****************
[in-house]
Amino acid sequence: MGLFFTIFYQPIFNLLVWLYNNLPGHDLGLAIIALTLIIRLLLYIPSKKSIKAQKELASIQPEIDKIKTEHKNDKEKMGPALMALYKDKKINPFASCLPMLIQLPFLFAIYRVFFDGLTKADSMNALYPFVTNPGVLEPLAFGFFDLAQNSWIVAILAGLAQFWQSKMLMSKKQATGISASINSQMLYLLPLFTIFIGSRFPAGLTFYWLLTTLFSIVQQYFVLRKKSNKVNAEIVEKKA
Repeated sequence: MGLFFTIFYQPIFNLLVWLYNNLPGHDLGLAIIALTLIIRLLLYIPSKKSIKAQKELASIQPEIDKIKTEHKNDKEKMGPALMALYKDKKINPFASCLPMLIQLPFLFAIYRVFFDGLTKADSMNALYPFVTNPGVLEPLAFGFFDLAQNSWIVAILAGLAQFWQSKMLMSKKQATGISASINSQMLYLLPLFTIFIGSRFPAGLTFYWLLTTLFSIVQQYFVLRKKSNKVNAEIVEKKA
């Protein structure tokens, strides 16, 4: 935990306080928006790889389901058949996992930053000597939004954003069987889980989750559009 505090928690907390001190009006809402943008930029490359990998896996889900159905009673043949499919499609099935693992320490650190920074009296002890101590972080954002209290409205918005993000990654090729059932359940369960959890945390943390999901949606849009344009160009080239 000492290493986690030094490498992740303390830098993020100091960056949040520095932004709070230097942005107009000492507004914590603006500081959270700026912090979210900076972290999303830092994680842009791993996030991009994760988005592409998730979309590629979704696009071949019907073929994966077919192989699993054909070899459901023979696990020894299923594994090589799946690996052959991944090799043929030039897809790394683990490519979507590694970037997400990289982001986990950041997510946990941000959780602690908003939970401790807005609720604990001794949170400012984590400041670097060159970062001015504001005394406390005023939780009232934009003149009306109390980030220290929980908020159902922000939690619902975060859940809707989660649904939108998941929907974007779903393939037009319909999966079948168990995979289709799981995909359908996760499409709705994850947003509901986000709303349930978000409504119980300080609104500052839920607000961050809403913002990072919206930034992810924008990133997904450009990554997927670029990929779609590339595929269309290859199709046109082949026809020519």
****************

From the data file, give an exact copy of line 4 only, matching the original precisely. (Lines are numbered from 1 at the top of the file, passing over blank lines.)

């Protein structure tokens, strides 16, 4: 935990306080928006790889389901058949996992930053000597939004954003069987889980989750559009 505090928690907390001190009006809402943008930029490359990998896996889900159905009673043949499919499609099935693992320490650190920074009296002890101590972080954002209290409205918005993000990654090729059932359940369960959890945390943390999901949606849009344009160009080239 000492290493986690030094490498992740303390830098993020100091960056949040520095932004709070230097942005107009000492507004914590603006500081959270700026912090979210900076972290999303830092994680842009791993996030991009994760988005592409998730979309590629979704696009071949019907073929994966077919192989699993054909070899459901023979696990020894299923594994090589799946690996052959991944090799043929030039897809790394683990490519979507590694970037997400990289982001986990950041997510946990941000959780602690908003939970401790807005609720604990001794949170400012984590400041670097060159970062001015504001005394406390005023939780009232934009003149009306109390980030220290929980908020159902922000939690619902975060859940809707989660649904939108998941929907974007779903393939037009319909999966079948168990995979289709799981995909359908996760499409709705994850947003509901986000709303349930978000409504119980300080609104500052839920607000961050809403913002990072919206930034992810924008990133997904450009990554997927670029990929779609590339595929269309290859199709046109082949026809020519």